Professor, Psychology Department and Neuroscience Internal Medicine, University of Michigan, Center for Clinical
Center, Brigham Young University, Provo, Utah. Management Research, Department of Veterans Affairs, Ann
Carol Thompson is Professor, College of Nursing, Arbor, Michigan, and Australian and New Zealand Intensive
University of Kentucky, Lexington. Care Research Centre, Department of Epidemiology and Pre-
ventive Medicine, Monash University, Melbourne, Australia.
Adair Andrews is Quality Implementation Program
Manager, Society of Critical Care Medicine, Mount The work was supported in part by the National Institutes of
Prospect, Illinois. Health, National Heart, Lung and Blood Institute Loan Repay-
ment Program, Bethesda, MD (M.E.M.) and the Health Ser-
Giora Netzer is Associate Professor, Division of Pulmonary
vices Research and Delivery Service of the Department of
and Critical Care Medicine and Department of Epidemiol-
Veterans Affairs (T.J.I., IIR 11-109). The 6 inaugural Society of
ogy and Public Health, University of Maryland, Baltimore.
Critical Care Medicine Peer Support Collaborative sites were
Dina M. Bates is Assistant Clinical Professor, Division of awarded seed grants.
Pulmonary, Critical Care, and Sleep Medicine, University
of California San Diego School of Medicine. DOI: http://dx.doi.org/10.4037/aacnacc2016667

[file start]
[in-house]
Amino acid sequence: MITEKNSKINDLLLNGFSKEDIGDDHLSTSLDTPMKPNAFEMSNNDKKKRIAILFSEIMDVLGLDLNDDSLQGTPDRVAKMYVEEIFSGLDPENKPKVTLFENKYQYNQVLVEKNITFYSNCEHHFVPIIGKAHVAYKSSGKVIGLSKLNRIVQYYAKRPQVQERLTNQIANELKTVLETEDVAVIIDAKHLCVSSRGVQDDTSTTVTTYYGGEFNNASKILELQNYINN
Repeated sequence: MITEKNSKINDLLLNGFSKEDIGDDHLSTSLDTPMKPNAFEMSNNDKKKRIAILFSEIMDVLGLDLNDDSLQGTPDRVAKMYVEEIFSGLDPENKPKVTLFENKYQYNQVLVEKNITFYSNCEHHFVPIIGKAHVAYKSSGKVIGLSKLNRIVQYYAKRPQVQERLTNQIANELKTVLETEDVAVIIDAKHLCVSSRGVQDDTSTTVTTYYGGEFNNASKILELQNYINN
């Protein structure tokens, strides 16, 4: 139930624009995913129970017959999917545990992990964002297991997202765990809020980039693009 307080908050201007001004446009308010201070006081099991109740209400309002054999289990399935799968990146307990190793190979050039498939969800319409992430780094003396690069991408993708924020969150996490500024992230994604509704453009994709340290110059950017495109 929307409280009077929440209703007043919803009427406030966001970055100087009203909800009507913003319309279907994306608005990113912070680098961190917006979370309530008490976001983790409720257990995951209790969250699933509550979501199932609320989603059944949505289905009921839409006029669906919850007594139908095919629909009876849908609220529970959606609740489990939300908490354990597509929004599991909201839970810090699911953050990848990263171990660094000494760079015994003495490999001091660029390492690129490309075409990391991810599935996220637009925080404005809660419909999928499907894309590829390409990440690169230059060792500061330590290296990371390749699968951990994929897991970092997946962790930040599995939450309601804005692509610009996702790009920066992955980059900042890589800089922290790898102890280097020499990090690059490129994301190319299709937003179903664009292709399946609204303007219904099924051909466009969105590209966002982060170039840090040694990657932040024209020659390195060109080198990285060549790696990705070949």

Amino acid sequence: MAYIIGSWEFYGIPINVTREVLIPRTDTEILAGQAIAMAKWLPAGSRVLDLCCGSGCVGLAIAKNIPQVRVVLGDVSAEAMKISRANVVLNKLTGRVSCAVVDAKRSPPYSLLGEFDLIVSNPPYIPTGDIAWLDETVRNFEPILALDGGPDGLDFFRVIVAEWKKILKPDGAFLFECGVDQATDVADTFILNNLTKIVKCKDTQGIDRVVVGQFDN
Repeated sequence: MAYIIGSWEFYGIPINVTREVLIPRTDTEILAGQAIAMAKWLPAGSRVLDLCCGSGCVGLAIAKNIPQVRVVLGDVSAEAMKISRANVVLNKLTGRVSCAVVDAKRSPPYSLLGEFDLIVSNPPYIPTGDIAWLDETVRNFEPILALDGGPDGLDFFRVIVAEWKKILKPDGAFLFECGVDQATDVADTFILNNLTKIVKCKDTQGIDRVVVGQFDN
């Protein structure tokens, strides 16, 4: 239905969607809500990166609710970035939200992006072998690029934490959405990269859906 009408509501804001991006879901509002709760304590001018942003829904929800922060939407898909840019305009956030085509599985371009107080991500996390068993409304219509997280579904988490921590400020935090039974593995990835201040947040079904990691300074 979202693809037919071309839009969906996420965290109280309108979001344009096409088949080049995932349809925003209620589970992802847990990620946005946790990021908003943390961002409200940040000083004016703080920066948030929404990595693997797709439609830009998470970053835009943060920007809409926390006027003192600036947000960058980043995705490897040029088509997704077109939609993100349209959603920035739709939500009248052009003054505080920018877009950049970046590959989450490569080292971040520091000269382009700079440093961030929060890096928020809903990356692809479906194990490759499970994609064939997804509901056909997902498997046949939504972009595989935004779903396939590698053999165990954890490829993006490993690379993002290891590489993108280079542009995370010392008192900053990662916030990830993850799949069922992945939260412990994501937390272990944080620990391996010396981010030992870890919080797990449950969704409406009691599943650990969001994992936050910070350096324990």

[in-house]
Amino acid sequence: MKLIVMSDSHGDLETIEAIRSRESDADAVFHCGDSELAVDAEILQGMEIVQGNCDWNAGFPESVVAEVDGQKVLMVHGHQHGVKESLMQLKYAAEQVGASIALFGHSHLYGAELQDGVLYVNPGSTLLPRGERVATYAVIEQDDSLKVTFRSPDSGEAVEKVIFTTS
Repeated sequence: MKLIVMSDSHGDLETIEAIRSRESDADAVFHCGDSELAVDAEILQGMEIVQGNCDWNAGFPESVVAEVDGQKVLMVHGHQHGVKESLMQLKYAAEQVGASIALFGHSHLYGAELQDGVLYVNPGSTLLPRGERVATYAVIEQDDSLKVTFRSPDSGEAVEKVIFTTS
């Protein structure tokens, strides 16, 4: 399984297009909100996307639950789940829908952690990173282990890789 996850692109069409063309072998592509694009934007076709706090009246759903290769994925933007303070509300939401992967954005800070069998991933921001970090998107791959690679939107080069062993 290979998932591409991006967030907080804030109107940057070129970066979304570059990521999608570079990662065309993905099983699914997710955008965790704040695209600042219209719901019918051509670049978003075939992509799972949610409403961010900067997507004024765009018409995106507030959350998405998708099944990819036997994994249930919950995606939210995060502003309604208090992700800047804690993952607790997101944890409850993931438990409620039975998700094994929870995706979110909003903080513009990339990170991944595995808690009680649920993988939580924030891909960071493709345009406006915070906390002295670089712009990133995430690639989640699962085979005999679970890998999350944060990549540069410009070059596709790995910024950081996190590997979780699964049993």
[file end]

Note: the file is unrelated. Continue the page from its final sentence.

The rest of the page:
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P ost–intensive care syndrome (PICS), a


condition defined by new or worsening
impairment in cognition, mental health, and
activities of daily living (ie, activities that
allow a person to live independently such
as finances and medication management),
physical function after critical illness,1,2 has afflicts 27% of survivors at 12 months.5 The
emerged as a common and life-altering conse- result is that the majority of survivors of
quence of critical illness.3-6 Unfortunately, PICS critical illness appear to suffer from PICS.1-6
is also resistant to change, with several rand- In addition to cognitive, mental health, and
omized controlled trials showing no benefit physical impairments, critical care survivor-
of various promising strategies.7-12 New strat- ship frequently encompasses chronic pain,20,21
egies are urgently needed to mitigate the risk sexual dysfunction,22 disability, financial
of neuropsychological and functional decline loss,23 and inability to return to work,9,23-25
after critical illness and to prepare and sup- all of which culminate in reduced health-
port survivors on their road toward recovery. related quality of life in survivors.23,26
In this article, we outline the present state Qualitative studies of patients with severe